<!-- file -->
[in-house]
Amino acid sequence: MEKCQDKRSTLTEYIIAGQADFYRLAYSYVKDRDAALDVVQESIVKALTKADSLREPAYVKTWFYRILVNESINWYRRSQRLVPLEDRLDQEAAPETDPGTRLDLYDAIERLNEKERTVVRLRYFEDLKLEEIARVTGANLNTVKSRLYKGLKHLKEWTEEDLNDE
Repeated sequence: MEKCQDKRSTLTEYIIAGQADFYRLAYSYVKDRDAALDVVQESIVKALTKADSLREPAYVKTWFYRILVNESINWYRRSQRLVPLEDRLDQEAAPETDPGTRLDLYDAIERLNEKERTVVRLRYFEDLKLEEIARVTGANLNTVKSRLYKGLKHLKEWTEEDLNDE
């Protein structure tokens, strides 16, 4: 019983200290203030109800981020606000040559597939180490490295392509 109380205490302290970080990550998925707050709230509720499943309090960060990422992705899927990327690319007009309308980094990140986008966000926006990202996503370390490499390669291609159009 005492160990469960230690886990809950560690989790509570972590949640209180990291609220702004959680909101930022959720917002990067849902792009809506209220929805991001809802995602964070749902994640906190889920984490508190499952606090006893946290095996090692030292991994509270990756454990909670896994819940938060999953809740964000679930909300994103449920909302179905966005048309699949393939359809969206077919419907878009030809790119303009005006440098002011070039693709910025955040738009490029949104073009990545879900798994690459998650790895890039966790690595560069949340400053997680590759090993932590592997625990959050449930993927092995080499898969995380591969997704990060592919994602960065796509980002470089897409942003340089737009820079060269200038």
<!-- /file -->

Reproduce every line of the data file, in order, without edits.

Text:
[in-house]
Amino acid sequence: MEKCQDKRSTLTEYIIAGQADFYRLAYSYVKDRDAALDVVQESIVKALTKADSLREPAYVKTWFYRILVNESINWYRRSQRLVPLEDRLDQEAAPETDPGTRLDLYDAIERLNEKERTVVRLRYFEDLKLEEIARVTGANLNTVKSRLYKGLKHLKEWTEEDLNDE
Repeated sequence: MEKCQDKRSTLTEYIIAGQADFYRLAYSYVKDRDAALDVVQESIVKALTKADSLREPAYVKTWFYRILVNESINWYRRSQRLVPLEDRLDQEAAPETDPGTRLDLYDAIERLNEKERTVVRLRYFEDLKLEEIARVTGANLNTVKSRLYKGLKHLKEWTEEDLNDE
């Protein structure tokens, strides 16, 4: 019983200290203030109800981020606000040559597939180490490295392509 109380205490302290970080990550998925707050709230509720499943309090960060990422992705899927990327690319007009309308980094990140986008966000926006990202996503370390490499390669291609159009 005492160990469960230690886990809950560690989790509570972590949640209180990291609220702004959680909101930022959720917002990067849902792009809506209220929805991001809802995602964070749902994640906190889920984490508190499952606090006893946290095996090692030292991994509270990756454990909670896994819940938060999953809740964000679930909300994103449920909302179905966005048309699949393939359809969206077919419907878009030809790119303009005006440098002011070039693709910025955040738009490029949104073009990545879900798994690459998650790895890039966790690595560069949340400053997680590759090993932590592997625990959050449930993927092995080499898969995380591969997704990060592919994602960065796509980002470089897409942003340089737009820079060269200038």